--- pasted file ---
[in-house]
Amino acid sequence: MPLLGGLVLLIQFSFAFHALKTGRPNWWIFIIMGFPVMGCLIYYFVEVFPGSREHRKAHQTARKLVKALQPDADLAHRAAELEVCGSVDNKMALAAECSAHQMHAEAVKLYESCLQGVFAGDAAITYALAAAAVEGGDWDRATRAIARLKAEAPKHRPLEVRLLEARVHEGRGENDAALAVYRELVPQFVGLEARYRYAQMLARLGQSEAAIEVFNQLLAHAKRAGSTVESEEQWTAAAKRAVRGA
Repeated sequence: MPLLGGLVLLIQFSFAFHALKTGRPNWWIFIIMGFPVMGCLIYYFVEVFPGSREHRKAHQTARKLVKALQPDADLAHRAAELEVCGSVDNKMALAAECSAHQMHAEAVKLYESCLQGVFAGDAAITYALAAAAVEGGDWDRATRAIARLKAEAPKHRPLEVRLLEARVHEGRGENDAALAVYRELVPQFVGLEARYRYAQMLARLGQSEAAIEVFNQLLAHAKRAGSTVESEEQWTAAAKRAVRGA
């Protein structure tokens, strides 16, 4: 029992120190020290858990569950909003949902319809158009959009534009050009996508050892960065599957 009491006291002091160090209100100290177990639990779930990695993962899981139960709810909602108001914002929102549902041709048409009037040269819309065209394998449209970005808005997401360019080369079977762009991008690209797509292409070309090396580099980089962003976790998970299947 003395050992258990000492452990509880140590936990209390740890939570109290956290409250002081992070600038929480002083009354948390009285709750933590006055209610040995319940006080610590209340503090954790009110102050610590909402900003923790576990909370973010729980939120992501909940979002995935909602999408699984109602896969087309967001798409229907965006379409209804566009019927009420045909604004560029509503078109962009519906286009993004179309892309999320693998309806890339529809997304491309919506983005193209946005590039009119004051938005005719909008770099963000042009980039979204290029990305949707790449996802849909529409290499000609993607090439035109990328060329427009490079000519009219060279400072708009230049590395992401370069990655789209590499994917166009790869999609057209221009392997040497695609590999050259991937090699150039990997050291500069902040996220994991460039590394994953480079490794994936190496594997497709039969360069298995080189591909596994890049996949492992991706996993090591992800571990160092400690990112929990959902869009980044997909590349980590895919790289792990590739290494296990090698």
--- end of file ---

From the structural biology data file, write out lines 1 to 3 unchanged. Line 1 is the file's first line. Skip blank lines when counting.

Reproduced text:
[in-house]
Amino acid sequence: MPLLGGLVLLIQFSFAFHALKTGRPNWWIFIIMGFPVMGCLIYYFVEVFPGSREHRKAHQTARKLVKALQPDADLAHRAAELEVCGSVDNKMALAAECSAHQMHAEAVKLYESCLQGVFAGDAAITYALAAAAVEGGDWDRATRAIARLKAEAPKHRPLEVRLLEARVHEGRGENDAALAVYRELVPQFVGLEARYRYAQMLARLGQSEAAIEVFNQLLAHAKRAGSTVESEEQWTAAAKRAVRGA
Repeated sequence: MPLLGGLVLLIQFSFAFHALKTGRPNWWIFIIMGFPVMGCLIYYFVEVFPGSREHRKAHQTARKLVKALQPDADLAHRAAELEVCGSVDNKMALAAECSAHQMHAEAVKLYESCLQGVFAGDAAITYALAAAAVEGGDWDRATRAIARLKAEAPKHRPLEVRLLEARVHEGRGENDAALAVYRELVPQFVGLEARYRYAQMLARLGQSEAAIEVFNQLLAHAKRAGSTVESEEQWTAAAKRAVRGA